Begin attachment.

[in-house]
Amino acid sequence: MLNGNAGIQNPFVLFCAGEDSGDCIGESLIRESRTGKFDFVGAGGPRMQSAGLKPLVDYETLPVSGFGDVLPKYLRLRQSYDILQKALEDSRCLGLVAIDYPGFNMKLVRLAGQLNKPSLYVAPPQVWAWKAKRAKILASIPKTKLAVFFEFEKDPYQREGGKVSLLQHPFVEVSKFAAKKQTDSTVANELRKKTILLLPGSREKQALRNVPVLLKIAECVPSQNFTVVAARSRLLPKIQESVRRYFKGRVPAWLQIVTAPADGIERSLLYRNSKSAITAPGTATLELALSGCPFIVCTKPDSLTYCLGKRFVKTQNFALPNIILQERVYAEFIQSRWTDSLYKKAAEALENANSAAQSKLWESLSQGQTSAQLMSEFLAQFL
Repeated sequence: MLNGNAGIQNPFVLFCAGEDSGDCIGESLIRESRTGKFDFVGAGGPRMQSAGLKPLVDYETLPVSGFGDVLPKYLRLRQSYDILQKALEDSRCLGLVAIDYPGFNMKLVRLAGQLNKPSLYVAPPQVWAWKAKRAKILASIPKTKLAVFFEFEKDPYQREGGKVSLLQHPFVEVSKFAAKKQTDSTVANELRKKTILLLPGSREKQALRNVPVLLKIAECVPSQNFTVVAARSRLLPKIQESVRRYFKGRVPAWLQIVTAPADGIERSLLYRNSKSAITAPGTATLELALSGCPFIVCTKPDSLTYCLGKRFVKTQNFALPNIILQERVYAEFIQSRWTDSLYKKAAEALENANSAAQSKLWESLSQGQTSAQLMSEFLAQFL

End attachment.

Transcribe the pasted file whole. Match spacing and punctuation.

[in-house]
Amino acid sequence: MLNGNAGIQNPFVLFCAGEDSGDCIGESLIRESRTGKFDFVGAGGPRMQSAGLKPLVDYETLPVSGFGDVLPKYLRLRQSYDILQKALEDSRCLGLVAIDYPGFNMKLVRLAGQLNKPSLYVAPPQVWAWKAKRAKILASIPKTKLAVFFEFEKDPYQREGGKVSLLQHPFVEVSKFAAKKQTDSTVANELRKKTILLLPGSREKQALRNVPVLLKIAECVPSQNFTVVAARSRLLPKIQESVRRYFKGRVPAWLQIVTAPADGIERSLLYRNSKSAITAPGTATLELALSGCPFIVCTKPDSLTYCLGKRFVKTQNFALPNIILQERVYAEFIQSRWTDSLYKKAAEALENANSAAQSKLWESLSQGQTSAQLMSEFLAQFL
Repeated sequence: MLNGNAGIQNPFVLFCAGEDSGDCIGESLIRESRTGKFDFVGAGGPRMQSAGLKPLVDYETLPVSGFGDVLPKYLRLRQSYDILQKALEDSRCLGLVAIDYPGFNMKLVRLAGQLNKPSLYVAPPQVWAWKAKRAKILASIPKTKLAVFFEFEKDPYQREGGKVSLLQHPFVEVSKFAAKKQTDSTVANELRKKTILLLPGSREKQALRNVPVLLKIAECVPSQNFTVVAARSRLLPKIQESVRRYFKGRVPAWLQIVTAPADGIERSLLYRNSKSAITAPGTATLELALSGCPFIVCTKPDSLTYCLGKRFVKTQNFALPNIILQERVYAEFIQSRWTDSLYKKAAEALENANSAAQSKLWESLSQGQTSAQLMSEFLAQFL